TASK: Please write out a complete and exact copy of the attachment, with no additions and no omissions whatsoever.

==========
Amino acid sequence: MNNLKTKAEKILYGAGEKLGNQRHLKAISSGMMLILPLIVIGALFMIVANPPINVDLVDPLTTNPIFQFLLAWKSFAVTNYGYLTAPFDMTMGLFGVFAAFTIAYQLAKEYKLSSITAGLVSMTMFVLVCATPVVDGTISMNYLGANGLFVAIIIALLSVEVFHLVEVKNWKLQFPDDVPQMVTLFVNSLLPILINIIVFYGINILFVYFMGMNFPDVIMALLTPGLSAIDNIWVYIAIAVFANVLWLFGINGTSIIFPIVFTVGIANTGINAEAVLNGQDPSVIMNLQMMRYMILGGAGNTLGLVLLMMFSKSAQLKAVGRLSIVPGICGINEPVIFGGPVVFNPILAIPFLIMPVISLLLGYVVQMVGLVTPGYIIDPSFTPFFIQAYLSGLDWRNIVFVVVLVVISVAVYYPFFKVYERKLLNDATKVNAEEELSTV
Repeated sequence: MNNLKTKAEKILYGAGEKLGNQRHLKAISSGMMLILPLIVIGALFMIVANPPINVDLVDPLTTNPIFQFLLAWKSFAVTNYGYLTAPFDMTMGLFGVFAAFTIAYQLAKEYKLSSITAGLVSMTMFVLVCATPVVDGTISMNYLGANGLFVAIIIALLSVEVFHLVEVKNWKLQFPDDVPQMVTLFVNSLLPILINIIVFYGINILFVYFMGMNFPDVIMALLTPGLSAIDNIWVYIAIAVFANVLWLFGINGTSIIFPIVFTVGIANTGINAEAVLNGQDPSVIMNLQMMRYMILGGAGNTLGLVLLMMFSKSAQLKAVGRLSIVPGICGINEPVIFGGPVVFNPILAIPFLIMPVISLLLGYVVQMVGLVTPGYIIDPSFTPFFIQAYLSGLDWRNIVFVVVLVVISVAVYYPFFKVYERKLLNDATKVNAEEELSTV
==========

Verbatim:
Amino acid sequence: MNNLKTKAEKILYGAGEKLGNQRHLKAISSGMMLILPLIVIGALFMIVANPPINVDLVDPLTTNPIFQFLLAWKSFAVTNYGYLTAPFDMTMGLFGVFAAFTIAYQLAKEYKLSSITAGLVSMTMFVLVCATPVVDGTISMNYLGANGLFVAIIIALLSVEVFHLVEVKNWKLQFPDDVPQMVTLFVNSLLPILINIIVFYGINILFVYFMGMNFPDVIMALLTPGLSAIDNIWVYIAIAVFANVLWLFGINGTSIIFPIVFTVGIANTGINAEAVLNGQDPSVIMNLQMMRYMILGGAGNTLGLVLLMMFSKSAQLKAVGRLSIVPGICGINEPVIFGGPVVFNPILAIPFLIMPVISLLLGYVVQMVGLVTPGYIIDPSFTPFFIQAYLSGLDWRNIVFVVVLVVISVAVYYPFFKVYERKLLNDATKVNAEEELSTV
Repeated sequence: MNNLKTKAEKILYGAGEKLGNQRHLKAISSGMMLILPLIVIGALFMIVANPPINVDLVDPLTTNPIFQFLLAWKSFAVTNYGYLTAPFDMTMGLFGVFAAFTIAYQLAKEYKLSSITAGLVSMTMFVLVCATPVVDGTISMNYLGANGLFVAIIIALLSVEVFHLVEVKNWKLQFPDDVPQMVTLFVNSLLPILINIIVFYGINILFVYFMGMNFPDVIMALLTPGLSAIDNIWVYIAIAVFANVLWLFGINGTSIIFPIVFTVGIANTGINAEAVLNGQDPSVIMNLQMMRYMILGGAGNTLGLVLLMMFSKSAQLKAVGRLSIVPGICGINEPVIFGGPVVFNPILAIPFLIMPVISLLLGYVVQMVGLVTPGYIIDPSFTPFFIQAYLSGLDWRNIVFVVVLVVISVAVYYPFFKVYERKLLNDATKVNAEEELSTV